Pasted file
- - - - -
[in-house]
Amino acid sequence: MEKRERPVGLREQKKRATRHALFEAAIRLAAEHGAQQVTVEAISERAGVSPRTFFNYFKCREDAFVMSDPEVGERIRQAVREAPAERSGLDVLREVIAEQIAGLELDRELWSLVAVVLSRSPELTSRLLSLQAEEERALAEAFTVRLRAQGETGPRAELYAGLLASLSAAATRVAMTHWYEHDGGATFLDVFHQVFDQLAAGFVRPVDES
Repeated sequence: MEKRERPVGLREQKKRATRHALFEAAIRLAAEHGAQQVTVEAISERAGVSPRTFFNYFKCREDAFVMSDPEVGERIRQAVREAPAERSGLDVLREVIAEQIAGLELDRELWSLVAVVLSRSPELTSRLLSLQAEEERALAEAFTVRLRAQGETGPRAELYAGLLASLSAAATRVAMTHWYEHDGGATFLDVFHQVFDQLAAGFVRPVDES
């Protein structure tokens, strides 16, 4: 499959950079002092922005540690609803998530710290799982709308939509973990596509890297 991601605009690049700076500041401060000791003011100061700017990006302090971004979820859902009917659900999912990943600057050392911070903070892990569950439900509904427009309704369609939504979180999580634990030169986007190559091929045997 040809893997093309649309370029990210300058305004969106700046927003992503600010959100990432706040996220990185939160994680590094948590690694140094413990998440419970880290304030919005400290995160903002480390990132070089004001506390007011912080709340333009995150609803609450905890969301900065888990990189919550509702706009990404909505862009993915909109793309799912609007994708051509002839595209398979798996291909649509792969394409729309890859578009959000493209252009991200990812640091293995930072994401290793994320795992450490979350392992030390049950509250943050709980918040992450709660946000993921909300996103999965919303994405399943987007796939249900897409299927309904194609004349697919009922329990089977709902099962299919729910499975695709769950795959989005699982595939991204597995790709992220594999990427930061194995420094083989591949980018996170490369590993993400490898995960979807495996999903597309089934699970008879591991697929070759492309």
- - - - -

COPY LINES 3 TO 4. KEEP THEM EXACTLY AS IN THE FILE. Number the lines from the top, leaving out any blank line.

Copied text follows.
Repeated sequence: MEKRERPVGLREQKKRATRHALFEAAIRLAAEHGAQQVTVEAISERAGVSPRTFFNYFKCREDAFVMSDPEVGERIRQAVREAPAERSGLDVLREVIAEQIAGLELDRELWSLVAVVLSRSPELTSRLLSLQAEEERALAEAFTVRLRAQGETGPRAELYAGLLASLSAAATRVAMTHWYEHDGGATFLDVFHQVFDQLAAGFVRPVDES
């Protein structure tokens, strides 16, 4: 499959950079002092922005540690609803998530710290799982709308939509973990596509890297 991601605009690049700076500041401060000791003011100061700017990006302090971004979820859902009917659900999912990943600057050392911070903070892990569950439900509904427009309704369609939504979180999580634990030169986007190559091929045997 040809893997093309649309370029990210300058305004969106700046927003992503600010959100990432706040996220990185939160994680590094948590690694140094413990998440419970880290304030919005400290995160903002480390990132070089004001506390007011912080709340333009995150609803609450905890969301900065888990990189919550509702706009990404909505862009993915909109793309799912609007994708051509002839595209398979798996291909649509792969394409729309890859578009959000493209252009991200990812640091293995930072994401290793994320795992450490979350392992030390049950509250943050709980918040992450709660946000993921909300996103999965919303994405399943987007796939249900897409299927309904194609004349697919009922329990089977709902099962299919729910499975695709769950795959989005699982595939991204597995790709992220594999990427930061194995420094083989591949980018996170490369590993993400490898995960979807495996999903597309089934699970008879591991697929070759492309």